Dentist Supply, Access to Dental Care, and Oral Health Among Rural and Urban Residents: A National Study

Research center:
Lead researcher:
Project funded:
September 2008
Project completed:
May 2015
Rural populations have fewer dentists, lower dental care utilization, and a greater burden of dental illness than urban populations, yet relationships between dentist supply, utilization, and oral health are not well understood.

This study will determine whether shortages of dentists in rural and urban areas of the U.S. are associated with impaired access to dental care and a higher prevalence of dental disease. We will use detailed dentist supply data from the American Dental Association Dentist Masterfile and 2006 survey data from the nationally-representative Behavioral Risk Factor Surveillance System. We will characterize these relationships by overall rural vs. urban location and a 4-level, rural-urban grouping. We will evaluate the impact of dentist supply on high-risk groups (seniors; those with low socioeconomic status; racial/ethnic minority groups; persons without health insurance).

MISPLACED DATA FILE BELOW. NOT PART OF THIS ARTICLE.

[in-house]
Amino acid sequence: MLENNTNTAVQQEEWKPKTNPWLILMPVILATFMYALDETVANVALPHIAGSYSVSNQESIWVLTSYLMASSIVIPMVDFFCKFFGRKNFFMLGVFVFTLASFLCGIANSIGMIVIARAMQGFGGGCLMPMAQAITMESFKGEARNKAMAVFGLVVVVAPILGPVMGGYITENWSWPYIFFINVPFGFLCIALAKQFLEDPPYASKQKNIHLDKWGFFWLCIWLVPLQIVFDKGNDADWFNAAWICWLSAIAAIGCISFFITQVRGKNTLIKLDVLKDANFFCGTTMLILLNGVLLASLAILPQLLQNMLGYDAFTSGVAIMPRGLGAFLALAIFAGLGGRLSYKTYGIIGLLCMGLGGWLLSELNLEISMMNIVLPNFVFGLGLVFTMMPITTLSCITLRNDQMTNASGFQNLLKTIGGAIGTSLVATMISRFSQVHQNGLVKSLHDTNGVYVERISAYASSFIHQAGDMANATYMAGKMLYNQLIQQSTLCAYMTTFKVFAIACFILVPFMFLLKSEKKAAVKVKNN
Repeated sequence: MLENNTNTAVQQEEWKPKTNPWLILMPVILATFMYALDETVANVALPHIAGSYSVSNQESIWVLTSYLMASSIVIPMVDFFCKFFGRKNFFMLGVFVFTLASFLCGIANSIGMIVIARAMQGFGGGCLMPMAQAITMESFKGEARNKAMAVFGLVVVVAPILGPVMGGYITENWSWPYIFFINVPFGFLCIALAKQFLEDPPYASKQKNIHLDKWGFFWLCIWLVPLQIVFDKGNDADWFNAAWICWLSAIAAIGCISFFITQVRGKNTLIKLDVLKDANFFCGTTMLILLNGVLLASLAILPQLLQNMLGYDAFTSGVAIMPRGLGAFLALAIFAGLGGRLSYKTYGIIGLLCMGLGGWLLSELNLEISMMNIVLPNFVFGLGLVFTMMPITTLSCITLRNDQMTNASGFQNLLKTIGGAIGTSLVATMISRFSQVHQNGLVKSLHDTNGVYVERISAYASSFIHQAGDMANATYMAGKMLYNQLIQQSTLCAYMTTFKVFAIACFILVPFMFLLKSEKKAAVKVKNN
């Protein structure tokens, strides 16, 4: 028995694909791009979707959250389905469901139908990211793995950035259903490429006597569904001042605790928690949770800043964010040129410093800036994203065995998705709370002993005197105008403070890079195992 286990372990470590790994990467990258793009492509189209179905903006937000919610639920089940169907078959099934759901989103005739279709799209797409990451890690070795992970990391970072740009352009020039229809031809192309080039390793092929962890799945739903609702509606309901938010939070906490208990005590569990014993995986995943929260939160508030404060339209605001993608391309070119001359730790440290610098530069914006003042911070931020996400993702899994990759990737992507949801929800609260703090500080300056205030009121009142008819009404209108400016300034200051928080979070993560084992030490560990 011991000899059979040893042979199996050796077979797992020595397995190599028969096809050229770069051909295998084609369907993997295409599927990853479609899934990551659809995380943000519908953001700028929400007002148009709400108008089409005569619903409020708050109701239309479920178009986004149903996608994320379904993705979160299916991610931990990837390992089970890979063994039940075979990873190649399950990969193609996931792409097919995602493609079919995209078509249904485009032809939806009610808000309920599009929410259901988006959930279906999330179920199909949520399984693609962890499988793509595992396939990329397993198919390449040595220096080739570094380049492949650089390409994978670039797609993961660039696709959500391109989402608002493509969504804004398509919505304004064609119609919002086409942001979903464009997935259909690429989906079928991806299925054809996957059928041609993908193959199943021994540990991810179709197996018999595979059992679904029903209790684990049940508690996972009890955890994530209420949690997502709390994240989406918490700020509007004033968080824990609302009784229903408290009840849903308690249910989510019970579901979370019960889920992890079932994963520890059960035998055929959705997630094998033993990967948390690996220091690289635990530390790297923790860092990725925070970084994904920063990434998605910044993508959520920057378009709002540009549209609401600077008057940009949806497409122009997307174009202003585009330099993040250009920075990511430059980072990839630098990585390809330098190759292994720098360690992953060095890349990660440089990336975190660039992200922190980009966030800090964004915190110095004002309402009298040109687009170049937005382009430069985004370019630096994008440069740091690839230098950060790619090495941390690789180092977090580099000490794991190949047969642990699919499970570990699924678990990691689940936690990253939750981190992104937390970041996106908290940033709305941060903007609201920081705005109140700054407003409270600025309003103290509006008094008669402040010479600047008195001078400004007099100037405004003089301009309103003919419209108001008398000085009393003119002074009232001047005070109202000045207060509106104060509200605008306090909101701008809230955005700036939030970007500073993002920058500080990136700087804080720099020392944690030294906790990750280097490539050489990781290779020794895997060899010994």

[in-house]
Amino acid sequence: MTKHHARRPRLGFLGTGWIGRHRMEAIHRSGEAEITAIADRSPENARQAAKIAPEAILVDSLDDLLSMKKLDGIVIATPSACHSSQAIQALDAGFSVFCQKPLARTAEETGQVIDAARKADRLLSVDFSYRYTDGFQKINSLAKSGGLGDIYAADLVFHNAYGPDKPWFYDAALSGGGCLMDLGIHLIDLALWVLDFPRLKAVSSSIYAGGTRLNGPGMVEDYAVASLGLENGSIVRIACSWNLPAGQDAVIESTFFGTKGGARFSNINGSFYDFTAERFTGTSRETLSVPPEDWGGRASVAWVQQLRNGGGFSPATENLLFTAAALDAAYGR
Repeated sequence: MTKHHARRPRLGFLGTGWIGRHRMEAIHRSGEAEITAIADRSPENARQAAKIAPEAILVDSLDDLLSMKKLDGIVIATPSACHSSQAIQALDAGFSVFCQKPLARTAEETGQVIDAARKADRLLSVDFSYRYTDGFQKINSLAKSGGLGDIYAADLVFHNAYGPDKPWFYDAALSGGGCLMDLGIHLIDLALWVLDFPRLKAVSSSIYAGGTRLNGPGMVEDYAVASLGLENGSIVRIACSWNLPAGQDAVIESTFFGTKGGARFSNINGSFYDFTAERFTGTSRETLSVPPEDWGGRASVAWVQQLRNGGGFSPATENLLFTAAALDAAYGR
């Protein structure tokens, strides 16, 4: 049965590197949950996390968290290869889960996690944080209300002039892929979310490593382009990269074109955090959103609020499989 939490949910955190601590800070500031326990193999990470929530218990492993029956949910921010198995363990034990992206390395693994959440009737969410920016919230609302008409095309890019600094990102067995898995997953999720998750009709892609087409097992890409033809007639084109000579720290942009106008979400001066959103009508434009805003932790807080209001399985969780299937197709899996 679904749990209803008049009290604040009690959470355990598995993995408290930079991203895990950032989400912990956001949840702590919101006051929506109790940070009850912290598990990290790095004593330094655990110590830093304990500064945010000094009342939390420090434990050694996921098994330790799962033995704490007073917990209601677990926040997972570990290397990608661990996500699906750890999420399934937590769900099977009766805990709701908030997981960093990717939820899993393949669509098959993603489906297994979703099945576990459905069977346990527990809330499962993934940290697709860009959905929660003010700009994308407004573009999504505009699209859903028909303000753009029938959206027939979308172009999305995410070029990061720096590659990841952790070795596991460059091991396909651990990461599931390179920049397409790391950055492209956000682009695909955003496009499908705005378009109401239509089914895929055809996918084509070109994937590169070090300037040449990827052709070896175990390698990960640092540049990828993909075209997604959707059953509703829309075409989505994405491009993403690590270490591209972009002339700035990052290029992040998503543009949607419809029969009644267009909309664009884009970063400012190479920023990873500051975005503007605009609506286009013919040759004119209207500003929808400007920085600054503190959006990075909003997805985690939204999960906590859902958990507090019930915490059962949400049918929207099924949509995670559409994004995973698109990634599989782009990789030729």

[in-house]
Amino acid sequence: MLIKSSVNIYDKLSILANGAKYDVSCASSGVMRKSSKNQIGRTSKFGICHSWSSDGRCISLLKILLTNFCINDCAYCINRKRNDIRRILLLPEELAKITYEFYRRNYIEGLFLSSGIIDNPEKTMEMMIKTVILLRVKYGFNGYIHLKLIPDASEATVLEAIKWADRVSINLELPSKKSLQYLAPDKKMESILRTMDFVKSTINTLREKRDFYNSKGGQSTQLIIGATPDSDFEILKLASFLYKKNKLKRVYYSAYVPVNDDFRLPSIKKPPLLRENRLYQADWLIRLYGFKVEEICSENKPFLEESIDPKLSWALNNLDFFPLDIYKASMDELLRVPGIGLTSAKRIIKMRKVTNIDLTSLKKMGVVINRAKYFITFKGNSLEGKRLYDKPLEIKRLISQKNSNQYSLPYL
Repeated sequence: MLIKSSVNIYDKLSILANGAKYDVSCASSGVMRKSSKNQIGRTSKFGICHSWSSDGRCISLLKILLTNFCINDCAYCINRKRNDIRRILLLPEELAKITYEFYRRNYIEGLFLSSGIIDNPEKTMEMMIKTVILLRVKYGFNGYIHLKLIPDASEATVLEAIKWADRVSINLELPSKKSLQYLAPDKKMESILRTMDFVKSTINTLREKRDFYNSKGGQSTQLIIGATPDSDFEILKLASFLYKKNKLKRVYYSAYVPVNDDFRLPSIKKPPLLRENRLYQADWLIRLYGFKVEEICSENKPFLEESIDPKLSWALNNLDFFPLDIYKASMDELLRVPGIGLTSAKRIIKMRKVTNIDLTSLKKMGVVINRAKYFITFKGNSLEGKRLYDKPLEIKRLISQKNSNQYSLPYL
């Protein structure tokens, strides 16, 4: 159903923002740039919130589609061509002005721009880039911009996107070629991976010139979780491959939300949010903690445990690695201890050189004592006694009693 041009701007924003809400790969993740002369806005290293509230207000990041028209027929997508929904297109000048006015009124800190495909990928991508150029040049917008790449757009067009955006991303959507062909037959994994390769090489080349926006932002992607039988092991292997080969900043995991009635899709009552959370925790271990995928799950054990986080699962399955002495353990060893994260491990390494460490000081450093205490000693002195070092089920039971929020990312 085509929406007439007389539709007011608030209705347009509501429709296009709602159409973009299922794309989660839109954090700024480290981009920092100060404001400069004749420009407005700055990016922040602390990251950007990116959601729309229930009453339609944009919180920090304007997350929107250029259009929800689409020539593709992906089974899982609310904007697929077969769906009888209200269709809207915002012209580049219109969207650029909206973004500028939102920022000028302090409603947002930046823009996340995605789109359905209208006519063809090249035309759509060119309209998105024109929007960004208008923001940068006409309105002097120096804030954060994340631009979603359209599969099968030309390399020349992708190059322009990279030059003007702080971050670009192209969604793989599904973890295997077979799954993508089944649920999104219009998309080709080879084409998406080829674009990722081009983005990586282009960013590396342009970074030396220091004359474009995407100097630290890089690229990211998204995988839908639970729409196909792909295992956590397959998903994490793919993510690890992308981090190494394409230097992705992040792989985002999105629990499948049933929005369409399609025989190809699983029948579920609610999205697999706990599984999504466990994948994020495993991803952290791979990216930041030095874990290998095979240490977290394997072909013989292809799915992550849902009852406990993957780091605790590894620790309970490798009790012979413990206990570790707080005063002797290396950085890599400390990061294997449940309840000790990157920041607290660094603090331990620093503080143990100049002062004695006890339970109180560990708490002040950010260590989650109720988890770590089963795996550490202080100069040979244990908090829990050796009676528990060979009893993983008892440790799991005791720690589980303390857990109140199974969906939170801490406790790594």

We will explore whether lower levels of dental care utilization and higher levels of permanent tooth loss among rural adults are associated with a lack of dentists and the extent to which sociodemographics and health status affect these relationships. Products will be a Final Report and Policy Brief on the WWAMI RHRC website. Findings will be presented at local, regional and national conferences and submitted for refereed publication.


  • Dentist Supply, Dental Care Utilization, and Oral Health Among Rural and Urban U.S. Residents
    WWAMI Rural Health Research Center
    Date: 05/2015
    Residents of non-metropolitan counties were less likely than those in metropolitan counties to report having dental visits or teeth cleanings in the last year and more likely to report undergoing tooth extractions. These findings persisted even when controlling for demographic factors, income, insurance, and health/smoking status.